Monday, April 23, 2007


Guidelines For The Laid-Off

The Bureau of Labor Statistics says mass layoffs - defined as "the elimination of 50 or more jobs in one move" - are increasing. The number of people filing for unemployment in the wake of mass layoffs went up 14 percent in February. The brutal rat-a-tat-tat of Bushonomic life-destruction continues apace, as ever.

Here are a few guidelines about what you should do when the ax falls.

1) Ask for severance pay - but don't expect it. Only a third of American corporations, in a survey of about one thousand firms conducted in 2005, offer severance pay. The general level of such, ahem, "exit compensation" is about a week's pay for each year of service. CEOs, no matter how spankingly new or stunningly inept, get golden parachutes. You're lucky if you get a wet hankie.

2) Apply for unemployment benefits. Temp workers and contractors, this means you too if you work on a W2. Always inquire to see if you are eligible.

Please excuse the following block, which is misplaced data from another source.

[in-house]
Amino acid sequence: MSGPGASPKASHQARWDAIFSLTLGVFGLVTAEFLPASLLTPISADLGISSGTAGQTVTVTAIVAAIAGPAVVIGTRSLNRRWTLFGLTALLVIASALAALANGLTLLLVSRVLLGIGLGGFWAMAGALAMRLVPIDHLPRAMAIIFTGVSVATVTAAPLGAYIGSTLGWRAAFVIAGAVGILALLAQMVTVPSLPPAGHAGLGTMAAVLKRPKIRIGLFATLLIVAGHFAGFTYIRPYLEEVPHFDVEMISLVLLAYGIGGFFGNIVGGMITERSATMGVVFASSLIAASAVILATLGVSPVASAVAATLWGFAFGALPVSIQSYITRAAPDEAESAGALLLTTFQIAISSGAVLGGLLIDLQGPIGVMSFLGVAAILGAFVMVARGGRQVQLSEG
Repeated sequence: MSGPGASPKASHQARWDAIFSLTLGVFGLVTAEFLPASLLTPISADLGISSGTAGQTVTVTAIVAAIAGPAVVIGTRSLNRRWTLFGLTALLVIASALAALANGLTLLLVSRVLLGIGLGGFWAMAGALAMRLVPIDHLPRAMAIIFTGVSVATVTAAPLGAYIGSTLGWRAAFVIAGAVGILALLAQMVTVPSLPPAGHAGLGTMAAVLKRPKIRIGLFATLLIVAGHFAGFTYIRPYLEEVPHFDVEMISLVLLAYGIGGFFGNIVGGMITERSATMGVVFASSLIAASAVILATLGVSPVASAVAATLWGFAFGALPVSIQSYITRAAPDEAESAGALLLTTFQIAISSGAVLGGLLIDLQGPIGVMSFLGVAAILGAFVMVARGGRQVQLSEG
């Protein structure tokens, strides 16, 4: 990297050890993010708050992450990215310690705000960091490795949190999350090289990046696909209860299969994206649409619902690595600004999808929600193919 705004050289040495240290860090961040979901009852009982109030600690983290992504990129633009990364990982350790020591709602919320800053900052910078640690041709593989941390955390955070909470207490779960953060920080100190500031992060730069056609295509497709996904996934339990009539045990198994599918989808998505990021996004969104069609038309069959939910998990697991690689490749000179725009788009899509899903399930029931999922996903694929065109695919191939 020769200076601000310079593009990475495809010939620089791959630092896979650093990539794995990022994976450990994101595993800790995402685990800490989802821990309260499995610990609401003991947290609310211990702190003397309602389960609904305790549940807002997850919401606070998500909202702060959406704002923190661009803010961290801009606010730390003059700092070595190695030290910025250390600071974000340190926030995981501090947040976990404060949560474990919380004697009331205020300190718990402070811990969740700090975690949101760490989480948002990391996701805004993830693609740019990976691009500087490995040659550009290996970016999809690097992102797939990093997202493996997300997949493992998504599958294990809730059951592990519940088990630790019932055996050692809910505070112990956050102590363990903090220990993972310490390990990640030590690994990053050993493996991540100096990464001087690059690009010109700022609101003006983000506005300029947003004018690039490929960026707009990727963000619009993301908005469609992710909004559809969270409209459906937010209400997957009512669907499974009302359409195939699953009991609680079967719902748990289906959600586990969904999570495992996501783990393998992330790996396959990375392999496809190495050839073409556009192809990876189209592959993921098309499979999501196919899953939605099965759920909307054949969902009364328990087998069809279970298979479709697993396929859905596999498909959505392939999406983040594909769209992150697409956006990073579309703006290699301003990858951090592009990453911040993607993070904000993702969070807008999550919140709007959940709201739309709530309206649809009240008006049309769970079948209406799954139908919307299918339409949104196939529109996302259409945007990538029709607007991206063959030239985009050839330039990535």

3) "Pare back discretionary spending" - i.e., give up shopping for sport and forego that Starbucks mochaccino if you can. Don't cut back on necessities. Not yet at least. Come to think of it, unemployment may give you time to figure out just what your necessities are.

4) Take a few days off. This seems like redundant advice to me, as you have already taken a few days off if you just got laid off. Few of us find a new job that quickly after all.

5) Spruce up the resume. You will at least be adding an end date to your latest assignment.

6) Extend your tentacles to your contacts and start squeezing leads out of them.

"A working strategy for the laid-off" from The Sante Fe New Mexican

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